Halloween Scares: Nine Spooky Facts about Lurking Lead

Ghosts, ghouls and vampires can’t hold a candle to lead—a neurotoxin with the power to wreck children’s futures.

Ghosts, ghouls and vampires can’t hold a candle to lead—a neurotoxin with the power to wreck children’s futures.
Ghosts, ghouls and vampires can’t hold a candle to lead—a neurotoxin with the power to wreck children’s futures. (iordani/Shutterstock)

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As orange leaves and chilly winds herald the arrival of Halloween, kids across the nation prepare for the big day by assembling their spookiest costumes. But amid the ghosts, ghouls and vampires, an even scarier monster may go unmentioned—toxic lead, lurking in old pipes, flaking house paint, face paint, hair dye, aviation fuel and even car wheel weights.

Lead poisoning is a silent epidemic in the U.S., and too many children have fallen victim to its nasty effects. Even low levels of lead in the body are associated with learning problems, reduced IQ, hyperactivity, slowed growth, hearing problems and anemia. Lead is not a thing of the past—it’s in water, soil, dust and even the air we breathe.

In honor of America’s spookiest day, let’s give this real monster a closer look:

  1. The paint you slather on your kid’s face for Halloween may contain lead. In 2009, a consumer advocacy group tested 10 face paints sold in the U.S. and found that all of them contained lead. According to the Centers for Disease Control and Prevention, there is “no safe blood lead level in children.”
  2. The human body can mistake lead for calcium. As a result, adults store 94 percent of their lead body burden in their teeth and bones, where it accumulates over time. Women are likely to release lead from their bones along with calcium when pregnant.
  3. Children absorb 4 to 5 times more ingested lead than adults from the same source, putting them at the highest risk for lead’s toxic effects. Young children tend to explore their surroundings by putting objects in their mouths, which poses an additional risk.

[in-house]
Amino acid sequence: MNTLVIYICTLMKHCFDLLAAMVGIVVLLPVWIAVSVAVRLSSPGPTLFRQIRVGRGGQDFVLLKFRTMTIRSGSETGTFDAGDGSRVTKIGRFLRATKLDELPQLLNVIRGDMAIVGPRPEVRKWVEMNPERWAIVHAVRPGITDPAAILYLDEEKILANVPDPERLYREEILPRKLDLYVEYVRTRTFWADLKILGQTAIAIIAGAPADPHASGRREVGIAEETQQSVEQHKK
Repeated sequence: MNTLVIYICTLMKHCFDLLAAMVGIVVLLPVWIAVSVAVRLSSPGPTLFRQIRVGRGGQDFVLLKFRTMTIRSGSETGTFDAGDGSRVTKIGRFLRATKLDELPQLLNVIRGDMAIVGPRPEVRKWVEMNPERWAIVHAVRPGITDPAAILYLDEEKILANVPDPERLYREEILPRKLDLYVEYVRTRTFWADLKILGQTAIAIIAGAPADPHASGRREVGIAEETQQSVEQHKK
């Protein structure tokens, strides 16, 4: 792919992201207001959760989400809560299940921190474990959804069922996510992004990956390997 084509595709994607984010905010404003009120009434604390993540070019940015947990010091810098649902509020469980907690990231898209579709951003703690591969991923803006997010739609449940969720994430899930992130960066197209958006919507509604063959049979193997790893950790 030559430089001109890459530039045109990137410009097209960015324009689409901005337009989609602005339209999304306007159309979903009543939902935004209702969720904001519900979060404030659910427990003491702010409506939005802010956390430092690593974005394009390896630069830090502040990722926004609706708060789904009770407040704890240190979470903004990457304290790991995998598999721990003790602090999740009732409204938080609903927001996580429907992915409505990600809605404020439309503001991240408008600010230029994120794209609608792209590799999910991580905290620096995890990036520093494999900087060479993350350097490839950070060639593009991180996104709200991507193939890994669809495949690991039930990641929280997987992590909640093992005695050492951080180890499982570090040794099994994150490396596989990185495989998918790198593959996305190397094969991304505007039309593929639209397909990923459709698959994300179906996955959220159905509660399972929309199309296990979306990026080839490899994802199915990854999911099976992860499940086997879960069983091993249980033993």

4. African American children are 3 times more likely to have highly elevated blood lead levels than white children, according to a 2004 CDC report. Children of color and kids in low-income families may be more likely to live near industrial sites and highways and in older housing that contains lead paint or lead water pipes.
  5. For every dollar we invest in removing hazardous lead paint, up to $221 is saved, according to a 2009 study. This amounts to a net savings of up to $269 billion, taking into account healthcare costs and social and behavioral costs due to lower IQ from lead poisoning.
  6. Each year, 4.4 million pounds of lead are released into the environment from leaded wheel weights. They’re used to balance car tires, but can be replaced with lead-free alternatives. These weights frequently fall off of vehicles and onto streets where children play.
  7. In Minnesota, more than 10 percent of children have high blood levels of lead. In Syracuse, New York, elevated blood lead levels afflict more than 40 percent of children.
  8. There’s no mandatory federal limit on lead in drinking water, and it’s still legal for manufacturers to include lead in drinking water plumbing parts. Before 2011, water pipes were considered to be “lead-free” if their surfaces contained less than 8 percent lead. Now that number has been lowered to 0.25 percent, but even a small amount of lead is dangerous. 
  9. The EPA has failed to take action after agreeing in 2009 to update standards that protect families against toxic lead-based paint and lead in house dust. The Centers for Disease Control estimates that over half a million children in the United States have elevated levels of lead in their blood high enough to require a medical intervention.

There is no cure for lead poisoning, but we know for sure how to prevent it—by taking steps to regulate and eliminate lead’s toxic threat. That’s why Earthjustice is working to strengthen national lead standards for paint, dust and soil. We’re also pushing to make lead one of our country’s 10 priority toxins under the newly reformed Toxic Substances Control Act, and helping people in local communities get the assistance and attention they deserve. Lead is a monster of a problem, but we can do something about it. 

From 2015–2017, Caeleigh MacNeil was part of the Editorial team at Headquarters in San Francisco. She is a graduate of Duke University, where she studied English, journalism and environmental science.